96. Memorandum of Conversation1


  • Ambassador Anatoliy Dobrynin
  • Mr. Henry A. Kissinger

[Omitted here is discussion unrelated to SALT.]


Dobrynin then turned the conversation to SALT. He said that we had not yet presented our formal proposals and he wondered when they could expect them. I replied that they would have them certainly the next day, but they would be along the lines foreshadowed in my recent conversation.2 He said he recognized that we would not split off ABMs as a separate agreement and asked about the accidental war question. I told him that Smith was under instructions not to split off anything, but that I would be willing to explore with him separating out of the accidental war question those issues which concerned only our two countries, such as unauthorized launches of missiles or mass flights of bombers, from issues that affected third countries, such as the note Semyonov had handed to Smith at a concert.3 I stated that there might be a possibility of a limited technical agreement along these lines, but that Smith was not authorized to negotiate it. This would have to be done between Dobrynin and me. Dobrynin said he would come back to me on that.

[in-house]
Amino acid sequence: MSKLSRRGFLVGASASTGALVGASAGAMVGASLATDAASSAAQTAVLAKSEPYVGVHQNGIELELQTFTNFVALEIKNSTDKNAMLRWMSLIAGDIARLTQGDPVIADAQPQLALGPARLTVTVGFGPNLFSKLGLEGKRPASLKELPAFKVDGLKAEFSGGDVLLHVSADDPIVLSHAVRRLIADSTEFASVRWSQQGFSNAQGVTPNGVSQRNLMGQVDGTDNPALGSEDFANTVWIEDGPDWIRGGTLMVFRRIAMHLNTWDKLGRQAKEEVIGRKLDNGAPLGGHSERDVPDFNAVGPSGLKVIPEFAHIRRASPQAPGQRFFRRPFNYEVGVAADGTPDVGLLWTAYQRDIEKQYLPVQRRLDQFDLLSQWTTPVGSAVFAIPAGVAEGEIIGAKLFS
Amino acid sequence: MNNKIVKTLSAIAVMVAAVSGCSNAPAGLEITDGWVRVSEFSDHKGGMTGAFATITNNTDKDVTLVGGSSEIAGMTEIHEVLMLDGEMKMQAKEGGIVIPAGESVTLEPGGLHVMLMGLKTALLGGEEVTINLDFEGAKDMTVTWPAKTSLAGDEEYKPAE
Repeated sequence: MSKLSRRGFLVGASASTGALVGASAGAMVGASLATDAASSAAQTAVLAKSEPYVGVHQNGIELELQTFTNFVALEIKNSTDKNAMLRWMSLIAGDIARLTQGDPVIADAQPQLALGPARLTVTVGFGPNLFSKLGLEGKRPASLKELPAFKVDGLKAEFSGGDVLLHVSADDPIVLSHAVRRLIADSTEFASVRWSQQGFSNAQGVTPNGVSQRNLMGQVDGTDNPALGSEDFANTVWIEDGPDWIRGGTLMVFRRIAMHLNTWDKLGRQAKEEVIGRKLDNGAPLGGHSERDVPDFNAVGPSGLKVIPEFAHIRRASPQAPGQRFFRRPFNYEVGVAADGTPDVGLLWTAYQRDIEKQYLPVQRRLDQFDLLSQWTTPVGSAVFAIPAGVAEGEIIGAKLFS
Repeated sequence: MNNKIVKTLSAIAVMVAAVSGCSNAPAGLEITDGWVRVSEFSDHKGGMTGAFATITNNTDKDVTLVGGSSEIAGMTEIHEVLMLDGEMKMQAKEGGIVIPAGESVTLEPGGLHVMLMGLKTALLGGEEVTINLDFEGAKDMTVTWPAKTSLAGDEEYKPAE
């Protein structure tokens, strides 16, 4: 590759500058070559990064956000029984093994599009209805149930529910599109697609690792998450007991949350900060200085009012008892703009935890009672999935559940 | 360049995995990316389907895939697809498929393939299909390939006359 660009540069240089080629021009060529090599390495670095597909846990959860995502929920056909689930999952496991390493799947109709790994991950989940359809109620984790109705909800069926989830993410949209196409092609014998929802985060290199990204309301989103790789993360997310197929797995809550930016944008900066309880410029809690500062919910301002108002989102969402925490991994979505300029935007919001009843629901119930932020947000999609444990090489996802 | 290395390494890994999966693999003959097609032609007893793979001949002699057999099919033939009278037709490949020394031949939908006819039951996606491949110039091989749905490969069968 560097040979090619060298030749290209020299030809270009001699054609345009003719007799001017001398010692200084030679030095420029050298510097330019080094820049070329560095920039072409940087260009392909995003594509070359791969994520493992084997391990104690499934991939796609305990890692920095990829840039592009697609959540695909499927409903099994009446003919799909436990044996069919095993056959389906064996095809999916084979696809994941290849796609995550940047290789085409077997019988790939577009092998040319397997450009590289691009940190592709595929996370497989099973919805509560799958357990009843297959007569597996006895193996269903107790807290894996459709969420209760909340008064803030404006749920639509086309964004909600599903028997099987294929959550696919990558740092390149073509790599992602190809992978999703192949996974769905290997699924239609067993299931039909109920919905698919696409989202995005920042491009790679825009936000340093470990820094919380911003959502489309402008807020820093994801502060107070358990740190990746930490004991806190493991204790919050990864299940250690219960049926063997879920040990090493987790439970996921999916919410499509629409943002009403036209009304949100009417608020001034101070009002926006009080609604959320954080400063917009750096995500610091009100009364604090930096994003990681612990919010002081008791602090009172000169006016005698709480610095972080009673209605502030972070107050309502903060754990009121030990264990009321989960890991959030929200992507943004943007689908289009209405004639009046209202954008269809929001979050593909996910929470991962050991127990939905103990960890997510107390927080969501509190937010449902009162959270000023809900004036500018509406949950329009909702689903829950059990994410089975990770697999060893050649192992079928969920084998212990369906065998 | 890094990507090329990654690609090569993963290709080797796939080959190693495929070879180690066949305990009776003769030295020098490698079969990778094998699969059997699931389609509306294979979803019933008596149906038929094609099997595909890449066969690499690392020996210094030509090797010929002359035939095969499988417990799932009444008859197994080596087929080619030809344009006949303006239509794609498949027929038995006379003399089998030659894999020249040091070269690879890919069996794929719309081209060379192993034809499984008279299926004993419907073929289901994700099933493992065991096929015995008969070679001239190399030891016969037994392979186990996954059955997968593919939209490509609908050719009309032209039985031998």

[Omitted here is discussion unrelated to SALT.]

  1. Source: National Archives, Nixon Presidential Materials, NSC Files, Box 489, President’s Trip Files, Dobrynin/Kissinger, 1970, Vol. 1 [Part 1]. Top Secret; Sensitive; Eyes Only. The meeting, which took place in the Map Room at the White House, was requested by Dobrynin. On July 21 Kissinger sent Nixon a copy of the memorandum of conversation as an attachment to a summary of his conversation with Dobrynin. (Ibid.) The full text of the memorandum of conversation is printed in Foreign Relations, 1969–1976, volume XII, Soviet Union, January 1969–October 1970, Document 183.
  2. See Document 93.
  3. See Document 91.